The Belt and Road Initiative (BRI) is a global infrastructure development strategy proposed by China in 2013. Unprecedented in scope, the BRI seeks to revive the original Silk Road – a vast trading network that arose during the Han Dynasty (206 BCE–220 CE) and which connected China with India, Central Asia and further afield. The BRI seeks to promote global economic integration and cooperation via the construction of vast numbers of roads, railways, bridges, factories, ports, airports, energy infrastructure and telecommunications systems, all of which will enable deeper integration of markets and more efficient allocation of resources.
As of early 2021, 140 countries across Asia, Europe, Africa, Latin America and the Caribbean have joined the BRI by signing a Memorandum of Understanding with China.74 BRI investment projects “are estimated to add over USD 1 trillion of outward funding for foreign infrastructure” in the ten years from 2017.75
The basic economic motivation of the BRI is to drive growth through expanding cooperation and coordination across borders. As Chinese economist Justin Yifu Lin puts it, “the greater the division of labour, the higher the economy’s productivity. But the division of labor is limited by market size. So the larger the market, the more specialised the labour.”76
Politically, the project fits into China’s longstanding approach of using economic integration to increase the cost (and thereby reduce the likelihood) of confrontation. Peter Nolan writes that “China is in a position to make use of its rich experience in domestic infrastructure construction in order to make a major contribution to the development of the Silk Road in Central and Southeast Asia.” A key political byproduct of this is “stimulating harmonious relations between the countries.”77
China is uniquely well placed to be the driving force of such a project, given its size, its location, and the nature of its economy. The Portuguese politician and academic Bruno Maçães observes that the essentially planned nature of the Chinese economy, with the state “firmly in charge of the financial system”, has enabled China to act quickly and decisively, directing immense financial resources towards BRI projects.78 Chinese engineering expertise is already opening up some of the most difficult terrains in the world for roads and railways, for example.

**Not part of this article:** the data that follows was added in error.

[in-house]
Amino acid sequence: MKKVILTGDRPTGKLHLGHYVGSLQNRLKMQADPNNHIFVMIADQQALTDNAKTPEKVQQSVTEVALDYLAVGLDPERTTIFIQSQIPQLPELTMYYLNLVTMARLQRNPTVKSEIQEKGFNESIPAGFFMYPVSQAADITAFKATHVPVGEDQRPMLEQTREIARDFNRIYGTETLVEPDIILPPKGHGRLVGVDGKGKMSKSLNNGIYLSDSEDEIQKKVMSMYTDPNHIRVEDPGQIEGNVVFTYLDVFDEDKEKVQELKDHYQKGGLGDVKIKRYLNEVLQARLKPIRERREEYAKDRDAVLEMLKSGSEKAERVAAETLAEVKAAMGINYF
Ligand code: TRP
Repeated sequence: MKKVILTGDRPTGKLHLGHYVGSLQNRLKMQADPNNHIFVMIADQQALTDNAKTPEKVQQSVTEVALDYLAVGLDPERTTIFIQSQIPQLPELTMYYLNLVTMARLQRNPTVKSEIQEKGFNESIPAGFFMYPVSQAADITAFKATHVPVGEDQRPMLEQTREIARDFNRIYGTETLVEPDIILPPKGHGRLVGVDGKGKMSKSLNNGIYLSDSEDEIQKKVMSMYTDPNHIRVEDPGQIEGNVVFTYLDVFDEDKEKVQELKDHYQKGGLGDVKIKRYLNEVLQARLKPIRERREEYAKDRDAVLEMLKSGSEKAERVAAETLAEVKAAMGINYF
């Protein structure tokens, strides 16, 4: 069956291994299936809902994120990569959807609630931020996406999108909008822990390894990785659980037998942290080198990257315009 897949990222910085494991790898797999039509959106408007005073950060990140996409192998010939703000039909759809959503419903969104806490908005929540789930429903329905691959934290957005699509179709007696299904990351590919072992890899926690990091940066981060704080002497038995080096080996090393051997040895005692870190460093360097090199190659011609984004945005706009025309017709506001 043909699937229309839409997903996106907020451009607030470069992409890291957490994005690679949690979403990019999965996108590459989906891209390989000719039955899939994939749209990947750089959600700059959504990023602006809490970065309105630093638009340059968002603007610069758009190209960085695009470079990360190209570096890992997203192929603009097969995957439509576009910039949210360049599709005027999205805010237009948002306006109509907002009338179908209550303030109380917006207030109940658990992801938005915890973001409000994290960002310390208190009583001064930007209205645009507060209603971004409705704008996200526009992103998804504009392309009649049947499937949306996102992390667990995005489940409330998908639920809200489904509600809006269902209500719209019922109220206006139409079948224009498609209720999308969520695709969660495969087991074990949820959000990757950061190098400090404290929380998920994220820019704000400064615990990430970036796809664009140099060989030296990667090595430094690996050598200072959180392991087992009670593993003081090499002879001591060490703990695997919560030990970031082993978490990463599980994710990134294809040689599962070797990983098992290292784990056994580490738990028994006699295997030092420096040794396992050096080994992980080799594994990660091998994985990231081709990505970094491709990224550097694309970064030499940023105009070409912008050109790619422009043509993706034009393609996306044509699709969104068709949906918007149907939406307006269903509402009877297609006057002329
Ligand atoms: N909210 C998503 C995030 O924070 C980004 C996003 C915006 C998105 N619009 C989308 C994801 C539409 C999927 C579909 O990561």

Ashley Smith and Kevin Lin, writing in the DSA’s Socialist Forum, consider that the BRI is “unmistakably imperialist”, picking items out of the Imperialism, the Highest Stage of Capitalism grab bag in order to prove their case. China is attempting to “export its vast surplus capacity, secure raw materials for its booming economy, and find new markets for its products.”79 They claim that the BRI is locking entire countries into “dependent development”, even “de-industrialising some countries like Brazil and reducing all to serving the needs of Chinese capitalism.”
This latter critique is more Mike Pompeo than Vladimir Lenin, and connects to an emerging New Cold War policy of blaming all economic problems on China. It’s certainly the case that more open markets render some businesses unviable, but overall China’s emergence as Brazil’s largest trading partner has been beneficial for the people of both countries. Indeed Brazil’s foreign minister in the Lula government, Celso Amorim, considered the blossoming China-Brazil relationship to be at the heart of a “reconfiguration of the world’s commercial and diplomatic geography.”80
If the BRI truly seeks to impose “dependent development”, it’s perhaps surprising that nearly every country in the Global South has signed up to it – including 42 of Africa’s 56 countries. Surely not all turkeys are voting for Christmas? In reality, most countries are highly favourable towards the BRI because it offers exactly what they need, and exactly what global imperialism has been impeding for centuries: development. Currently, for example, just 43 percent of people in Africa have access to electricity.81 The road and rail networks are badly underdeveloped. Hundreds of years of a European ‘civilising mission’ in Africa have brought all of the misery of modern capitalism with very little of the progress.